How will 3-D printing take hold at retail?
According to a survey from Interactions, 95 percent of shoppers are looking forward to purchasing products created through 3-D printing. And nearly 80 percent are inclined to spend more at a retailer that can help create their own products through 3-D printing.
Yet the technology, around since the late 1980s, continues to take a slow path to retail.
Among the recent developments:
- In June 2016, Lowe’s launched Bespokes Designs, a six-month pilot that enabled customers at its Chelsea New York location to use 3-D scanning and printing technologies for home improvement projects and various other use cases. Said Lowe’s on its website, “Customers were able to digitally repair irreplaceable broken parts, customize cabinetry hardware with monograms, replicate precious heirlooms, and much more.”
- Last October, DSW launched Feetz@DSW, a pop-up shop that produced custom 3-D printed shoes at key locations in New York City and San Francisco. Feetz’s SizeMe technology uses a mobile scanner to capture 5000 data points and 22 dimensions and produce a customized 3-D printed shoe in less than two weeks. The shoes were made of recyclable materials.
- Last holiday season, Walmart Canada rolled out a program that enabled customers to customize and 3-D print their own Christmas ornaments for $10.
- In February 2017, BeeHex, a start-up, raised $1 million in seed funding to launch Chef 3D, a food printer that enables users to knock out a pizza in whatever shape they want, including a heart. Said Jordan French, a co-founder to The Columbus Dispatch, “This is about overturning and disrupting the food-assembly business that still is relying on methods centuries and centuries old and simply haven’t caught.”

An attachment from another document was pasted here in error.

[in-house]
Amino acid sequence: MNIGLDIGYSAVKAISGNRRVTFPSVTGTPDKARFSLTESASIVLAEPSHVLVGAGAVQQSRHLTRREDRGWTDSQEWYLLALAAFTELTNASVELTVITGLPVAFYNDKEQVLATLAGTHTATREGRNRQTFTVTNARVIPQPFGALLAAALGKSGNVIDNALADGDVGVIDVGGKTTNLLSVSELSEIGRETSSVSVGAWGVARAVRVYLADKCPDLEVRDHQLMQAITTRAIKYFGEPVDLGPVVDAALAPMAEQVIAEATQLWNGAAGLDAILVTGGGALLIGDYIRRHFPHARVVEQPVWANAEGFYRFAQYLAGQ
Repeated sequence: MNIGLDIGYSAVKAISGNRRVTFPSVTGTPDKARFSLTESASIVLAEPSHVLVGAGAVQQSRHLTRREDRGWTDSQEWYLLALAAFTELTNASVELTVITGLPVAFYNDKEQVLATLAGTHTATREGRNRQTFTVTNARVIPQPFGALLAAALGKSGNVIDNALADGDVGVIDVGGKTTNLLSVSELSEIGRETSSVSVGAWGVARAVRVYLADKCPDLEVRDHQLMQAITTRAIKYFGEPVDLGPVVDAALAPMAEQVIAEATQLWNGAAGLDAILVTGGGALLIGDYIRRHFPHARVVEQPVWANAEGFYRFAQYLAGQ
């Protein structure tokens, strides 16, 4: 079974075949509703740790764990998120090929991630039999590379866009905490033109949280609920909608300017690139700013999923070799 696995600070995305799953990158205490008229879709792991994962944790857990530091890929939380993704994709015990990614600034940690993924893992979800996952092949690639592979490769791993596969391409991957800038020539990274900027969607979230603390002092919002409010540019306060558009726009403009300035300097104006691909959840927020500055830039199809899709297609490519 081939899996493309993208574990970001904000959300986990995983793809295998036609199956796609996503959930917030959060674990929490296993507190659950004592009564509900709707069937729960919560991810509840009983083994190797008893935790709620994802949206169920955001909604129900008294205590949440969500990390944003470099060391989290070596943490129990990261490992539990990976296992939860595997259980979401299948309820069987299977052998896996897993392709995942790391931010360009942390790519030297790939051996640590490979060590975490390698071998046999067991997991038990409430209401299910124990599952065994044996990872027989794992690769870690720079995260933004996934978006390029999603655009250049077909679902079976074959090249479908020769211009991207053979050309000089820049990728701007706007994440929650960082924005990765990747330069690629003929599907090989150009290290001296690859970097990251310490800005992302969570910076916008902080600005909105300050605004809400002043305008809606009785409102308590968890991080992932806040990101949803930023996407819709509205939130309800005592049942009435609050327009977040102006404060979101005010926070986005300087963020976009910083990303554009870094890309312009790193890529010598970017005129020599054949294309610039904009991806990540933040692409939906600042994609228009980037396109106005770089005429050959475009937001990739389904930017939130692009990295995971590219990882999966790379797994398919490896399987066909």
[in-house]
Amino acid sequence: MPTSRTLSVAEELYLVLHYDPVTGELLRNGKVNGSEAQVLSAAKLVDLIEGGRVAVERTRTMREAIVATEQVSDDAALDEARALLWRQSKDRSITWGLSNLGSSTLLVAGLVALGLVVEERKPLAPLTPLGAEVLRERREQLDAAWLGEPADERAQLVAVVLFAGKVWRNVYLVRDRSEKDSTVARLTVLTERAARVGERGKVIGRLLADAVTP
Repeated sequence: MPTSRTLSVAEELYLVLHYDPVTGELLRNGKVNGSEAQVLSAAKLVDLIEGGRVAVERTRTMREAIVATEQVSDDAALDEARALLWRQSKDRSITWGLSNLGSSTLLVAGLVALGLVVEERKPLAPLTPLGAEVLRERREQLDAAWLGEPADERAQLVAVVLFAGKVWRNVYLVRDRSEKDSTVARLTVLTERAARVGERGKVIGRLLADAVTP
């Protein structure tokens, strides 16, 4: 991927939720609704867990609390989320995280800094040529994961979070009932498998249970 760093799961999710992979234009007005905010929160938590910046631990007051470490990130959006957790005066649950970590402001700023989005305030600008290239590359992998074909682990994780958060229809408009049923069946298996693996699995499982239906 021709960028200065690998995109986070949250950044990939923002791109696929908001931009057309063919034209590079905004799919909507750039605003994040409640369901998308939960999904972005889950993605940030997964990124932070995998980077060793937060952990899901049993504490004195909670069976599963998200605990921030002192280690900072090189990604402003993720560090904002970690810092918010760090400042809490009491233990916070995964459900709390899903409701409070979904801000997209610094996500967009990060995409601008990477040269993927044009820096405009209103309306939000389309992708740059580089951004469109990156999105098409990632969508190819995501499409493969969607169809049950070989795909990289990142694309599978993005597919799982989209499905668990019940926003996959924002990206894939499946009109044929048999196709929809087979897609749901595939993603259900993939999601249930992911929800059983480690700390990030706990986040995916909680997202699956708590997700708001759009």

- In September 2016, Mattel said it would delay release of its ThingMaker product until fall 2017 from Fall 2016. The device is designed to enable kids to print out their own toys. According to Engadget, the toymaker needed more time to “enhance the digital functionality” in order to deliver the “most engaging” experience for its customers.
- Interactions Releases “What Shoppers Want from Retail Technology” Survey – Interactions
- Feetz Brings 3D Printing to DSW customers – DSW/Feetz/PRNewswire
- Walmart CA launches custom 3D printed ornaments for Christmas season – 3ders.org
- BeeHex Raises $1 Million For Fresh Food Robots – BeeHex/PRNewswire
- Mattel won’t sell a 3D printer for toys this holiday after all – Engadget
- 3-D printer promises to change way food is made – The Columbus Dispatch
DISCUSSION QUESTIONS: Do you see 3-D printing remaining largely a novelty attraction at retail over the next few years? Where do you see the technology having the most impact on selling floors?